Alien Invaders; The Threat of Invasive Species

The EEA reported that invasive species are “a growing pressure on the natural world which are extremely difficult to reverse.” Especially since ecosystems are already weakened by other man-made threats, such as pollution and climate change.

Image: By H. Zell (Own work) [GFDL (http://www.gnu.org/copyleft/fdl.html) or CC-BY-SA-3.0 (http://creativecommons.org/licenses/by-sa/3.0)], via Wikimedia Commons

Invasive species are a huge threat to biodiversity the world over. A report produced by the European Environmental Agency (EEA) shows the high cost, to native species and to taxpayers, of invasive “aliens” in Europe. And many of those species are heading our way.

The EEA report, released last week and entitled The Impact of Invasive Species in Europe, states that over 10,000 non-native species now have a foothold in Europe. Of those, at least 1,500 are deemed to be “invasive,” meaning that they are known to have negative ecological or economic impacts. In total, it is now estimated that they cost us at least £10 billion every year. The UK is among the worst affected countries by invasive species, with France, Italy and Germany also showing high rates.  The EEA reported that invasive species are “a growing pressure on the natural world which are extremely difficult to reverse.” Especially since ecosystems are already weakened by other man-made threats, such as pollution and climate change.

It is climate change that may contribute to the spread of invasive species, since growing international tourism and trade in recent decades has contributed to the introduction of foreign species. Although many non-native species have caused no significant harm, or have even been beneficial such as the potato from South America, some cause real damage and can have complex and unpredictable consequences. The Asian Tiger Mosquito has been linked to the transmission of more than 20 diseases, such as yellow fever and dengue fever. It was linked to an outbreak of the chikungunya virus in Italy in 2007, and with our warming climate could expand its range northwards and reach the UK. Ragweed, originally from North America, is also spreading north within Europe thanks to climate change, and is bringing with it health problems to sufferers of hay fever and other allergies. Spanish Slugs are now present in the UK, affecting gardens and horticulture, since plants make up part of their diet. The EEA also urges better assessment of fast-growing species before being used as biofuel, citing the example of Japanese Knotweed. Growing by 30cms per day and with a root system reaching a depth of 3m into the soil and spreading up to 20m, it not only threatens slower-growing plants by blocking out sunlight, it is also almost impossible to eradicate once it is established.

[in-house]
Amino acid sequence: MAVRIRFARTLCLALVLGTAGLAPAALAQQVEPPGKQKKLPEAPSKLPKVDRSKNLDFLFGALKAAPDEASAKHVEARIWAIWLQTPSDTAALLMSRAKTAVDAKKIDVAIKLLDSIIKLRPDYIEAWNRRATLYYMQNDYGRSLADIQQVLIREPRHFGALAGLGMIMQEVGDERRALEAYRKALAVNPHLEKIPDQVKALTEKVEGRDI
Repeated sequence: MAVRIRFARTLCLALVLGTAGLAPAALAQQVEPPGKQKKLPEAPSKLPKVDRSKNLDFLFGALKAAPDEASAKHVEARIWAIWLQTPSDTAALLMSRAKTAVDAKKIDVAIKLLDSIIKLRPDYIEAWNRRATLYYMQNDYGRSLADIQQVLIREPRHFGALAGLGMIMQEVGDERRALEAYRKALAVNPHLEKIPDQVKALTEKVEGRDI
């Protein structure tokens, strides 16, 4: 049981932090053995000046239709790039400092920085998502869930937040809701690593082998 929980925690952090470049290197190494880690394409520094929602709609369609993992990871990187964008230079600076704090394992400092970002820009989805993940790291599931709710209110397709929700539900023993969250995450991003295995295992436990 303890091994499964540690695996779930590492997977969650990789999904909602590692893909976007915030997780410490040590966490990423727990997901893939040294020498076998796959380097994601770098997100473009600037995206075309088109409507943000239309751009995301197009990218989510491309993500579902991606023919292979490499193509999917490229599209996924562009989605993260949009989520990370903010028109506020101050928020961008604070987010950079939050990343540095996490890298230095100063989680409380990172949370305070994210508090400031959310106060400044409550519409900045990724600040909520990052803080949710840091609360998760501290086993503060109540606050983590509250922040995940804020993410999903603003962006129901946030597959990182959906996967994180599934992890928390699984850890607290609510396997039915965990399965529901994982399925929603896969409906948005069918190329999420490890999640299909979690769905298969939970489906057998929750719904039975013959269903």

The report was released ahead of a high-level meeting at the European Parliament (organised by IUCN and Birdlife) to consider measures that could be taken to mitigate the present and future threats of invasive species. The EEA writes that the best way to tackle the threat invasive species pose is through a “combination of preventative measures, early detection and rapid response to incursions, with permanent management only as the last option.” As our climate continues to change, more and more species are spreading to increasingly hospitable areas, and these actions become ever more urgent.

Tags:

No comments yet.

Leave a Comment

Your email address will not be published.*

Tick the box or answer the captcha.

You might also like

  • Pine Martens: The Comeback

    Small populations survived in Wales and areas of northern England at very low densities, but the only viable populations left could be found in the North West Highlands of Scotland where persecution pressures were less.

    By Alex Taylor
  • The Ecological Vs Political

    Delivery is often more ecologically defined, so perhaps we’re just stuck with political dimensions until we get the buy-in we need.

    By Guest Bloggers
  • Orcas and Dolphins in Captivity

    Capturing a wild animal is traumatic for any species but for social species like orcas and dolphins it is likely to be a horrifying event that may last a life time.

    By Guest Bloggers
  • Adder Decline

    Reductions in population numbers prompted the UK government to pass legislation in 2007, which prioritised the protection of common toads and all UK reptiles.

    By Alex Taylor